- There's no substitute for building strong communities at the local level.
Strong communities are created at the local level, not via the state or federal government. That’s the way it has always been. Entrepreneurs, business owners, ecosystem builders, educators, parents, community leaders, and concerned citizens solve problems.
Since launching in 2018, SEVENmile Venture Lab has seen groups of people with wildly divergent points of view come together to create new economic opportunities and stronger communities. The COVID pandemic has hobbled that sense of community because most people have had serious issues to deal with on a personal and family level.
In many countries, COVID is being controlled, while other countries are struggling to manage the rate of infections. As countries get infection rates under control they are in a position to focus on rebuilding communities through entrepreneurship and those efforts need to accelerate. In order to rebuild, communities need to focus their energy on designing their POST-PANDEMIC-ECONOMY.
That won’t happen because a politician orders it to happen. It will happen when economic developers and ecosystem builders create an environment to foster the growth of entrepreneurs who have a holistic vision of their community.
- Communities need to look around for best practices and see what’s working.
A few years ago, American journalist James Fallows traveled across the United States to research if thriving communities—regardless of whether or not they were in a “red” or “blue” state—shared anything in common. They did. According to Fallows, successful communities share the following traits:
- They cast aside divisive national politics;
- They have “local patriots”;
- They have worked out that public-private partnerships are a fact of life;
- There is a “civic story”;
- They have thriving downtowns;
- They are near a research university;
- They have and care about a community college;
- They have innovative schools;
- They welcome new people into the community;
- They have a vision for where they want to get to.
Re-read that list. Is your community headed in the right direction?
If it is, don’t change course—but if it isn’t, you need to rethink your community-building and economic development strategy.
2020 won’t be the last time we're all challenged by a Pandemic.
COVID has stopped most communities in their tracks. Local, state and national economic performance has not just stalled, it's taken a massive downturn. Some economies are literally, "down for the count". But that doesn’t mean your community can't begin to bounce back.
Why? Because your community can choose to rise above the constraints inflicted by COVID.
- We need to recognize that the world has changed permanently, and we need innovation and entrepreneurship to solve our problems.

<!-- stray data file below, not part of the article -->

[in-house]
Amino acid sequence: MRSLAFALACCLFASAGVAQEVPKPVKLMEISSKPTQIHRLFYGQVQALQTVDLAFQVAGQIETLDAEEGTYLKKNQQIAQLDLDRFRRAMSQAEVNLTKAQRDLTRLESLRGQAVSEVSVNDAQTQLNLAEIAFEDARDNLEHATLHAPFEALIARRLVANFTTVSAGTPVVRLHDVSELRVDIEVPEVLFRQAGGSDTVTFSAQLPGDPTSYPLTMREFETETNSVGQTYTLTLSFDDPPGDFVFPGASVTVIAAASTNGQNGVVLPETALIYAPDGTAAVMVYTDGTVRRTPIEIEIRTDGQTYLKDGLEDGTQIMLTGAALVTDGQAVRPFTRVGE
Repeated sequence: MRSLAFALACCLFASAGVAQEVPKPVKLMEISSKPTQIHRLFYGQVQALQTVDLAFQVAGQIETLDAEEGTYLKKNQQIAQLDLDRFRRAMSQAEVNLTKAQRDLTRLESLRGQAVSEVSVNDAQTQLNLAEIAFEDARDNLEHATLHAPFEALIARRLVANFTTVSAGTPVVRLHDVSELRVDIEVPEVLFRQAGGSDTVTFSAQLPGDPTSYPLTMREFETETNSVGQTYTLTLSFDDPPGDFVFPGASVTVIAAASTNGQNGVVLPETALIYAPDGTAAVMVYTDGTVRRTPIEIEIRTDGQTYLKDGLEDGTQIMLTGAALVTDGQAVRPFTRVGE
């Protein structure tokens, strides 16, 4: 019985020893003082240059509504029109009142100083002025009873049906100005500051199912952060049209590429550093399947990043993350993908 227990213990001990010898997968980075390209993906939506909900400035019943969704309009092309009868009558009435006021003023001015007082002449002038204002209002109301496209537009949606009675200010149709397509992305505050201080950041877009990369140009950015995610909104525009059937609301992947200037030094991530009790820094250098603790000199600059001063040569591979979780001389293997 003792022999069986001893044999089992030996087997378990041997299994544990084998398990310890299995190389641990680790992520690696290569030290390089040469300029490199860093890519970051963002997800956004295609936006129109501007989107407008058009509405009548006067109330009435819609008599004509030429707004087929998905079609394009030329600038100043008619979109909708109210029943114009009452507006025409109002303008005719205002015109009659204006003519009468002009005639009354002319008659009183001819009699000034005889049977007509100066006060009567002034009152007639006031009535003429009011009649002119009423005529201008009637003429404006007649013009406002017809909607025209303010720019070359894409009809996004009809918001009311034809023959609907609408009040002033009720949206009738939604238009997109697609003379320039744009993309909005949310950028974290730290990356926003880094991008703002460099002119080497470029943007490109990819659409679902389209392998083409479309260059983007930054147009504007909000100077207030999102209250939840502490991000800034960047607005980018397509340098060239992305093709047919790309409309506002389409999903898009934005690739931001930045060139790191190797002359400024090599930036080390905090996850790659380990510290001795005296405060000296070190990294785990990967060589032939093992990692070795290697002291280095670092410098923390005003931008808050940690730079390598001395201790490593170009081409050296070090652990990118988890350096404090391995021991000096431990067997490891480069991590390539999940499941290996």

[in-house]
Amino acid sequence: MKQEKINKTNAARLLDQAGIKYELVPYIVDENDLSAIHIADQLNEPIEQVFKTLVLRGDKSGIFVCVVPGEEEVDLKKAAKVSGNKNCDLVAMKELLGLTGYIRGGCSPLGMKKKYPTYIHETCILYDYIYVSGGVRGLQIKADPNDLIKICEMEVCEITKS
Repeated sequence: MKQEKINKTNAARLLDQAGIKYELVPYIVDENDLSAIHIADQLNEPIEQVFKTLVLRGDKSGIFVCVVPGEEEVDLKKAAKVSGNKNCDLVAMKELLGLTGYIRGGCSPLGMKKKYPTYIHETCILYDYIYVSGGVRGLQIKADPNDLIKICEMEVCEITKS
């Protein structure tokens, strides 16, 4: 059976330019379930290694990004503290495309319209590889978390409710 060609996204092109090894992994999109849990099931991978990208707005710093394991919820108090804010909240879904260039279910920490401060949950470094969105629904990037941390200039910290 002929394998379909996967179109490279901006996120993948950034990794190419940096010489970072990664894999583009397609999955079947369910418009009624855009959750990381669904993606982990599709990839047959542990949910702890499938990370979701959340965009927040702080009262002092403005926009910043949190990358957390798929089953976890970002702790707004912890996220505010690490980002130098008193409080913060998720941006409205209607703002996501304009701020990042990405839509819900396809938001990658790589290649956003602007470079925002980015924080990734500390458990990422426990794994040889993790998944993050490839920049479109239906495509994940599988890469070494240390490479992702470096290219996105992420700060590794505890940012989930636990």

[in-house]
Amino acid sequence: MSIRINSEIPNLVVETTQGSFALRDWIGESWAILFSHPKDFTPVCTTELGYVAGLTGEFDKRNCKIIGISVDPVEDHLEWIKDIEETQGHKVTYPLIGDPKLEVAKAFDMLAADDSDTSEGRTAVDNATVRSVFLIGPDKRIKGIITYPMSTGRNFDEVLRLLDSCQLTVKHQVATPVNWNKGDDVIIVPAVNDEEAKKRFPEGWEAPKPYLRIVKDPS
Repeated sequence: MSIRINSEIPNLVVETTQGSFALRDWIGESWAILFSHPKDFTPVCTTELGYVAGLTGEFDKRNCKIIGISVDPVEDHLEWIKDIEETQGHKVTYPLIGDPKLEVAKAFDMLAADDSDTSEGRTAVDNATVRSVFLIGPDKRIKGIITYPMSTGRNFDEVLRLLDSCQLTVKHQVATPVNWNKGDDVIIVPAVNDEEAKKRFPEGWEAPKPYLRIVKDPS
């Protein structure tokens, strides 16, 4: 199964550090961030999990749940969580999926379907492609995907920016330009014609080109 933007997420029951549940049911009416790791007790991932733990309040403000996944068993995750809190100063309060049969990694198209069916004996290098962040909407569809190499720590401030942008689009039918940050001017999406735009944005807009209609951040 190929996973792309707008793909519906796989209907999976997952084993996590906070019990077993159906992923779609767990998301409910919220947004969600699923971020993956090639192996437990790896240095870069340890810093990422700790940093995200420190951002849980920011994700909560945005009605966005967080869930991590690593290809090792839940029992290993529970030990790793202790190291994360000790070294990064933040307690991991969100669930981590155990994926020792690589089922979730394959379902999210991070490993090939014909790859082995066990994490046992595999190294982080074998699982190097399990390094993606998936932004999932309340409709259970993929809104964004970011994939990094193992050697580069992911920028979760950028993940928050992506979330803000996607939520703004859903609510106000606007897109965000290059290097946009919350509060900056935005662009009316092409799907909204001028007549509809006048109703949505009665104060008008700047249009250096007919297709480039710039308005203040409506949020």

Our greatest weapon is our community, our collective capabilities and willingness to pull together. It's important we look to the future and be strategic about training and developing the next generation of business leaders who will be the catalysts of sustainable growth.
Our community's visionary entrepreneurs want to build companies with holistic perspectives that help people realize their potential. They are building companies that recognize the contributions of the individual human beings who are the true engines of all successful companies and communities.
We don’t need anyone's permission to help entrepreneurs and ecosystem builders who have a compelling vision for their community.
How can we help visionary entrepreneurs succeed? By supporting programs that help create, train, and develop new entrepreneurs.
- Communities need to start believing in themselves.
No matter their name or political affiliations, your federal leader can’t stop you and I from creating the POST-PANDEMIC-ECONOMY. A political leader cannot stop us from achieving our individual and collective potential.
The reality is that the hard work of building our POST-PANDEMIC-ECONOMY falls on the shoulders of local leaders, entrepreneurs, economic developers, and ecosystem builders. That’s a big job, and if you’re going to do a big job, first you need to believe that you can do that job.
Simply put: We need to stop blaming each other and start believing in ourselves and doing the work we need to do.
- We need to start believing in each other.
People who look differently, pray differently, think differently, and vote differently are not our enemies. They are our neighbors, friends, family, innovators, business partners, employees, bosses, and our problem solvers. They are our partners and collaborators in building the POST-PANDEMIC-ECONOMY.
Do you want your community and ecosystem to move beyond politics and toward a bigger, better, and more compelling vision for local economies?
Political leaders do matter.
But so do starters, ecosystem builders, and economic developers. And so do you.